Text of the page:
Southern Son: The Saga of Doc Holliday
The Old South meets the Wild West in a trilogy of historical novels about the life of the legendary Doc Holliday. Born in the last days of the Civil War with family ties to the author of Gone With the Wind, his story sweeps from the cotton plantations of Georgia to the cattle country and silver boomtowns of the American West. It’s an epic tale of heroes and villains, dreams lost and found, families broken and reconciled, of sin and recompense and the redeeming power of love. Click on the books below to explore the world of Doc Holliday, watch a trailer, or read sample chapters.
The Art of Story
It’s said that storytelling is the oldest art in the world, and well it may be. It is certainly the most natural art, one that needs nothing but a speaker with a story to tell. And we all have stories, from the baby without words who cries out her “I am hungry, I am tired, I want to be loved,” to the child who plays at make believe, to the teenager who spends hours talking about what that boy said or that girl did, to the grownup who tries to find words to express joy or anger or loss. The stories we tell are the natural expressions of our lives.
The art of story is how those expressions are crafted. A writer doesn’t just let words fall onto paper, hoping they will assemble themselves into something coherent. A writer selects the words for sound and sense and rhythm, uses them to build sentences that convey meaning and character and plot, combines sentences into paragraphs that expand a thought or move a plot forward, puts those paragraphs into scenes that become something like life. With tools of vocabulary and syntax and grammar, a writer builds worlds and creates people.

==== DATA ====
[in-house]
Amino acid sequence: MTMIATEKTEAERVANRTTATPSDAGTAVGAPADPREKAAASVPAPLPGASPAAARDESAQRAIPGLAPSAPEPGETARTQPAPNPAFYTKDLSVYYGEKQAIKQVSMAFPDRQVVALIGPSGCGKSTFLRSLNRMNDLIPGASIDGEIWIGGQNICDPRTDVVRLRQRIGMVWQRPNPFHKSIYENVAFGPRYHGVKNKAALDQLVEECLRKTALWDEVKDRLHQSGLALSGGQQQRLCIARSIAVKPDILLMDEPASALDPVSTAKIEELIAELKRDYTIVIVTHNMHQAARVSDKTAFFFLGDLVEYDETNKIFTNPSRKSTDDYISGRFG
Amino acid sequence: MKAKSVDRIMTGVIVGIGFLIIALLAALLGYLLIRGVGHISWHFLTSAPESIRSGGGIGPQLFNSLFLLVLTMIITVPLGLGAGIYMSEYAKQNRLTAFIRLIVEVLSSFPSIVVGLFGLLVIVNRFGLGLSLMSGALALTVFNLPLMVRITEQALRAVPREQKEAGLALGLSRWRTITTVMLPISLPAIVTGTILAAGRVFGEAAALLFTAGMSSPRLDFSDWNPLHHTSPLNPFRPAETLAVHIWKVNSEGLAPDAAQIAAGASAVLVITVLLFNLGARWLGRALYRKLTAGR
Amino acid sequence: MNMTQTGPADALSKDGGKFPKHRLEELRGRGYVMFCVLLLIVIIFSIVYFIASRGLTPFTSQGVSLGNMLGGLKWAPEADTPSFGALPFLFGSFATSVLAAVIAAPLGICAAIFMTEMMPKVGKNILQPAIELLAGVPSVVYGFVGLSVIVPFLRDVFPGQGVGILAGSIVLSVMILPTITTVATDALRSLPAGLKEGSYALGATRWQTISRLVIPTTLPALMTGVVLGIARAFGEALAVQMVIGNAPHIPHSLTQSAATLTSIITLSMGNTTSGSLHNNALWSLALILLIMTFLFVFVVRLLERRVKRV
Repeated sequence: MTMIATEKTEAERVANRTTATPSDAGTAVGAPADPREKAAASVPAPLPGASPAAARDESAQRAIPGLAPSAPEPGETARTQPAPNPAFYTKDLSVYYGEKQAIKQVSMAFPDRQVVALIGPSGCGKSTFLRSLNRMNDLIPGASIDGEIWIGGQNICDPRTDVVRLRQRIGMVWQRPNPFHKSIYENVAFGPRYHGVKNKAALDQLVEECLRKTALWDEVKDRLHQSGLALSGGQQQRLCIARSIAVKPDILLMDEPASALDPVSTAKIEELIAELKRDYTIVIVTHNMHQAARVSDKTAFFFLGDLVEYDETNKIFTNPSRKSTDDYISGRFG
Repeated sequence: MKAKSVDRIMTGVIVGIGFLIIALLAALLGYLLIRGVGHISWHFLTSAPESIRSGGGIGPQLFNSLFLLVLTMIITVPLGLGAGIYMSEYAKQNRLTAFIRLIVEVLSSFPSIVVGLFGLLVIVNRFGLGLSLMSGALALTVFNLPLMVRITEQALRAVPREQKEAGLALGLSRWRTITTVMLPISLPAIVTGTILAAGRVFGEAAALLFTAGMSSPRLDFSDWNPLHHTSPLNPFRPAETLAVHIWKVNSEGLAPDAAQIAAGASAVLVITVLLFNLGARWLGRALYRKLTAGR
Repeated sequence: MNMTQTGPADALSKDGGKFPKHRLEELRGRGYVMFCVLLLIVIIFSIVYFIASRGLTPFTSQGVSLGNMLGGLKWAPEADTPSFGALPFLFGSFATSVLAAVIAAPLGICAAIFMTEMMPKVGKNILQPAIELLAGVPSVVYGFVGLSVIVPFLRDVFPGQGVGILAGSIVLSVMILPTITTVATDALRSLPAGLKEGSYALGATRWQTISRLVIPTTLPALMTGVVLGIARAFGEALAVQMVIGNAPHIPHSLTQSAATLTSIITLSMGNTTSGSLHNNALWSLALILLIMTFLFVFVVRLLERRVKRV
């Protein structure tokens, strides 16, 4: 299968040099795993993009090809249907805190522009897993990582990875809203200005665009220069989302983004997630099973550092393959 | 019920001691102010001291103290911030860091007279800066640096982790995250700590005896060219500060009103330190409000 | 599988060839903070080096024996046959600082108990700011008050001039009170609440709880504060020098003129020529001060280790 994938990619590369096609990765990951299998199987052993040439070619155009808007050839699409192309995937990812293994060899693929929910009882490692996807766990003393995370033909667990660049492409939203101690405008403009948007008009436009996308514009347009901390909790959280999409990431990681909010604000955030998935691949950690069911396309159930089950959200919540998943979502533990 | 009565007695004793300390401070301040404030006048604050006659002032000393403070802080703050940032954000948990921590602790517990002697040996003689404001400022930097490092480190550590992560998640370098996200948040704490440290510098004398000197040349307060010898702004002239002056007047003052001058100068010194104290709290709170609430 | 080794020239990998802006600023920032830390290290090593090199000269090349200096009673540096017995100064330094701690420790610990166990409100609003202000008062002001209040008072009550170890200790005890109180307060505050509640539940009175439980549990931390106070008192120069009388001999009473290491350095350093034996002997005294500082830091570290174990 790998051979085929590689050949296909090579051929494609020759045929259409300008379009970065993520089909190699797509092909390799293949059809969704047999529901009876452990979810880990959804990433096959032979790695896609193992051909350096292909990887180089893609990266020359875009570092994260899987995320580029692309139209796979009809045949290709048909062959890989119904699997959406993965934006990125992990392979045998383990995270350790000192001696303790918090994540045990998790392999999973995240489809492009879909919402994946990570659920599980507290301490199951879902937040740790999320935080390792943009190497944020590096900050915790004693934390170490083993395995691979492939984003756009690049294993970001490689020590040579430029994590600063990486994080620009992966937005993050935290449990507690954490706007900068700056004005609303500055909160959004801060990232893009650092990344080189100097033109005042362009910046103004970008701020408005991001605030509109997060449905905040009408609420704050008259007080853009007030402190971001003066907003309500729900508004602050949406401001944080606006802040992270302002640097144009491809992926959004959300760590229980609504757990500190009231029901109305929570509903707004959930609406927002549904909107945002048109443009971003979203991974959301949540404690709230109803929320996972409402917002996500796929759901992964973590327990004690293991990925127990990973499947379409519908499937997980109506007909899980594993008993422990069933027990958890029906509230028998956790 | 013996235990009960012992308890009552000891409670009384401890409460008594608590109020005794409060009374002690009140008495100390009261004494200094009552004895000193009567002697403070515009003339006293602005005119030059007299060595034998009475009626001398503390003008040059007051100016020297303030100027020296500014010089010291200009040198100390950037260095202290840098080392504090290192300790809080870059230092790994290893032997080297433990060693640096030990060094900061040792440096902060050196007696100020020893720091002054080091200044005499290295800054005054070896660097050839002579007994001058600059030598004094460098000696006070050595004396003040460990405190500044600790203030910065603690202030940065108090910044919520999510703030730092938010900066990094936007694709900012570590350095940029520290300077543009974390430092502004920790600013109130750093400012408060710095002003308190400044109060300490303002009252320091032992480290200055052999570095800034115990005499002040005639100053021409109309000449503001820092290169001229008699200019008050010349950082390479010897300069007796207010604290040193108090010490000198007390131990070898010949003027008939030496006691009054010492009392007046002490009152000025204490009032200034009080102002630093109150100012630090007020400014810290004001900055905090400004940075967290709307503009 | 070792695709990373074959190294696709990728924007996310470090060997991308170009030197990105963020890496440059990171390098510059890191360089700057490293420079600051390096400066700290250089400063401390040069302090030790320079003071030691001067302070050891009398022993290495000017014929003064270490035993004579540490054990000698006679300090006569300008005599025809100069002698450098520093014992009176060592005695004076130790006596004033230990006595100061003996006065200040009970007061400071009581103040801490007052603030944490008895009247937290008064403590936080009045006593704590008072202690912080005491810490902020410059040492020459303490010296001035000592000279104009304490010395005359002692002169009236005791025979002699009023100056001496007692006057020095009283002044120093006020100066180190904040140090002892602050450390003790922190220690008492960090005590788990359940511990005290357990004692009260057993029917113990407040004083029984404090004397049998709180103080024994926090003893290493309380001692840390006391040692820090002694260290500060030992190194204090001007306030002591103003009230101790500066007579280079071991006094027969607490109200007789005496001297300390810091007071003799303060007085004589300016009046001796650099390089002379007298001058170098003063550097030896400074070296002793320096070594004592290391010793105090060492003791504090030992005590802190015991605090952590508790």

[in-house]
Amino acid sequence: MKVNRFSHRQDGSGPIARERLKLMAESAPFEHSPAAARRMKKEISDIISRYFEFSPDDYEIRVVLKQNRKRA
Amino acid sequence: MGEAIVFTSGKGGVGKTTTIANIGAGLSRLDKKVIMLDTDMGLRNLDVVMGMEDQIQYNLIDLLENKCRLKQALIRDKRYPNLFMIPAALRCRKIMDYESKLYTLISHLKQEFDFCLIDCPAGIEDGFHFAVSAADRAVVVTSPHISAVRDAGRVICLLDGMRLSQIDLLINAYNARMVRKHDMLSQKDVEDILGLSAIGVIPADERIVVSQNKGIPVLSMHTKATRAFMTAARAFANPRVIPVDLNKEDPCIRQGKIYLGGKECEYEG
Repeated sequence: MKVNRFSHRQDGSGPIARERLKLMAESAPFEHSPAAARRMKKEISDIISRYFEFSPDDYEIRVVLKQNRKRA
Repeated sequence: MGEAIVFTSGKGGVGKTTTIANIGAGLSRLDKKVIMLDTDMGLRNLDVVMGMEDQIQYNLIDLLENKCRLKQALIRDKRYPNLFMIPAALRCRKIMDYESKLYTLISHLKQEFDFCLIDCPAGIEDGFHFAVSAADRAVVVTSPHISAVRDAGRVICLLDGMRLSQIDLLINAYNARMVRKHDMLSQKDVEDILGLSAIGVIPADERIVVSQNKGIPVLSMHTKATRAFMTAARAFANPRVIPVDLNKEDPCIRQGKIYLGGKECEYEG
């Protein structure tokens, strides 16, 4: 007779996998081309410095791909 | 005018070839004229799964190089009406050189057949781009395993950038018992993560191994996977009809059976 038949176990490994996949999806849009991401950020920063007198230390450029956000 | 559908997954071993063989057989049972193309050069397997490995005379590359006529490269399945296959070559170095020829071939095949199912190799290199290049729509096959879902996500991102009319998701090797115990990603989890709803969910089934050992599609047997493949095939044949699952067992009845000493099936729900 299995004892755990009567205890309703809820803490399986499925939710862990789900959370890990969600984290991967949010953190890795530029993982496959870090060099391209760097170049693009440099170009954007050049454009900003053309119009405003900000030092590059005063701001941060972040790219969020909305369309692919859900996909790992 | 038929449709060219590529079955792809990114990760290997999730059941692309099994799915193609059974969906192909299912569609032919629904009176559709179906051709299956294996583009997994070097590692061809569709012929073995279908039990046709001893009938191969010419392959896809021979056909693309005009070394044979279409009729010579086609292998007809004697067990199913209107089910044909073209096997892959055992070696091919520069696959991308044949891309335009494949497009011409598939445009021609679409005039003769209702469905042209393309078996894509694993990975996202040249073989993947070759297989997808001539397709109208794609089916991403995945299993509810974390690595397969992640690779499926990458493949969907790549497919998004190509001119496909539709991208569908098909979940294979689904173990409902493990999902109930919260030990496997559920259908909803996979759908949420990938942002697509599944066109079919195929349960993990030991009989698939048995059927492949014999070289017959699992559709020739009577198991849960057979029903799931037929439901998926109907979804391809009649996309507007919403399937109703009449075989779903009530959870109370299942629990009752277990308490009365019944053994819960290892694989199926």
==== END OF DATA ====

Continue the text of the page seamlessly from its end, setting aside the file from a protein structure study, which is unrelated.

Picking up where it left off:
Even stories based on history are invented, as no one can know what goes on in another’s soul. Even with the best of recordkeeping we can only guess what people meant, what they felt, why they did what they did. The art of story allows us to imagine all those things, and share in lives outside our own. I hope you’ll enjoy the worlds and the people my storytelling creates!
NEW Blog Post:
I’m Your Huckleberry
The films “Wyatt Earp” and “Tombstone” both had scripts by Oscar nominated writers. Wyatt Earp’s Lawrence Kasdan was nominated for “The Accidental Tourist,” “The Big Chill,” and “Grand Canyon.” Tombstone’s Kevin Jarre won for “Glory.” But only “Tombstone” brought us a whole new dialogue for the men of the OK Corral.
|Sailing: Being the True Story of the Pirate Stede Bonnet
Stede Bonnet set sail from Barbados in 1718 seeking freedom – and found the notorious Blackbeard and a Kingdom of Pirates. Click to read a sample